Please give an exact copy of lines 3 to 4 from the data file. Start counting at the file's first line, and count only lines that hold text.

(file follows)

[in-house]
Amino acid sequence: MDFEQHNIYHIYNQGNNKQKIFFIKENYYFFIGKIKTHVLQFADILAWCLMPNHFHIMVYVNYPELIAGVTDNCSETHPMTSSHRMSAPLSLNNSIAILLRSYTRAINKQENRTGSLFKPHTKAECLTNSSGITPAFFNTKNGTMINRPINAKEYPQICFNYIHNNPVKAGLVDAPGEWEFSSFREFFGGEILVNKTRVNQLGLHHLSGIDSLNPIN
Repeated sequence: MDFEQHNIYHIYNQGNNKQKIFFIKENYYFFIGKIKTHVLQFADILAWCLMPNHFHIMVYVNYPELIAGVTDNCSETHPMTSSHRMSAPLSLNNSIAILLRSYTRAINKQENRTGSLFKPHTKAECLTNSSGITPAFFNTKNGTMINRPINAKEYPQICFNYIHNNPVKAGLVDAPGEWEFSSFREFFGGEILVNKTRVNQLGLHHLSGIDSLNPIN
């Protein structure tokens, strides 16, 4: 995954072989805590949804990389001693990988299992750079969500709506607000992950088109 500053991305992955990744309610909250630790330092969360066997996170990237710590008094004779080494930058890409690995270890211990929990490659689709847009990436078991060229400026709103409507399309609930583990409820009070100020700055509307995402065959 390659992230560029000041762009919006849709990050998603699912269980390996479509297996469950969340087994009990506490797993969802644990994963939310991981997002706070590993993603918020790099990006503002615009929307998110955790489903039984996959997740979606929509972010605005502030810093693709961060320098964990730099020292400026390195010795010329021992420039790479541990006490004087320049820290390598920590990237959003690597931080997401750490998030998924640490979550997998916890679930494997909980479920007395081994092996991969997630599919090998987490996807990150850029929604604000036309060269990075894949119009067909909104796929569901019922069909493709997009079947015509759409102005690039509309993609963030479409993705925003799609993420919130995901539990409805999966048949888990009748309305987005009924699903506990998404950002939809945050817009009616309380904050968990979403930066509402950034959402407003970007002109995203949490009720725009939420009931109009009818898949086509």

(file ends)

Repeated sequence: MDFEQHNIYHIYNQGNNKQKIFFIKENYYFFIGKIKTHVLQFADILAWCLMPNHFHIMVYVNYPELIAGVTDNCSETHPMTSSHRMSAPLSLNNSIAILLRSYTRAINKQENRTGSLFKPHTKAECLTNSSGITPAFFNTKNGTMINRPINAKEYPQICFNYIHNNPVKAGLVDAPGEWEFSSFREFFGGEILVNKTRVNQLGLHHLSGIDSLNPIN
């Protein structure tokens, strides 16, 4: 995954072989805590949804990389001693990988299992750079969500709506607000992950088109 500053991305992955990744309610909250630790330092969360066997996170990237710590008094004779080494930058890409690995270890211990929990490659689709847009990436078991060229400026709103409507399309609930583990409820009070100020700055509307995402065959 390659992230560029000041762009919006849709990050998603699912269980390996479509297996469950969340087994009990506490797993969802644990994963939310991981997002706070590993993603918020790099990006503002615009929307998110955790489903039984996959997740979606929509972010605005502030810093693709961060320098964990730099020292400026390195010795010329021992420039790479541990006490004087320049820290390598920590990237959003690597931080997401750490998030998924640490979550997998916890679930494997909980479920007395081994092996991969997630599919090998987490996807990150850029929604604000036309060269990075894949119009067909909104796929569901019922069909493709997009079947015509759409102005690039509309993609963030479409993705925003799609993420919130995901539990409805999966048949888990009748309305987005009924699903506990998404950002939809945050817009009616309380904050968990979403930066509402950034959402407003970007002109995203949490009720725009939420009931109009009818898949086509």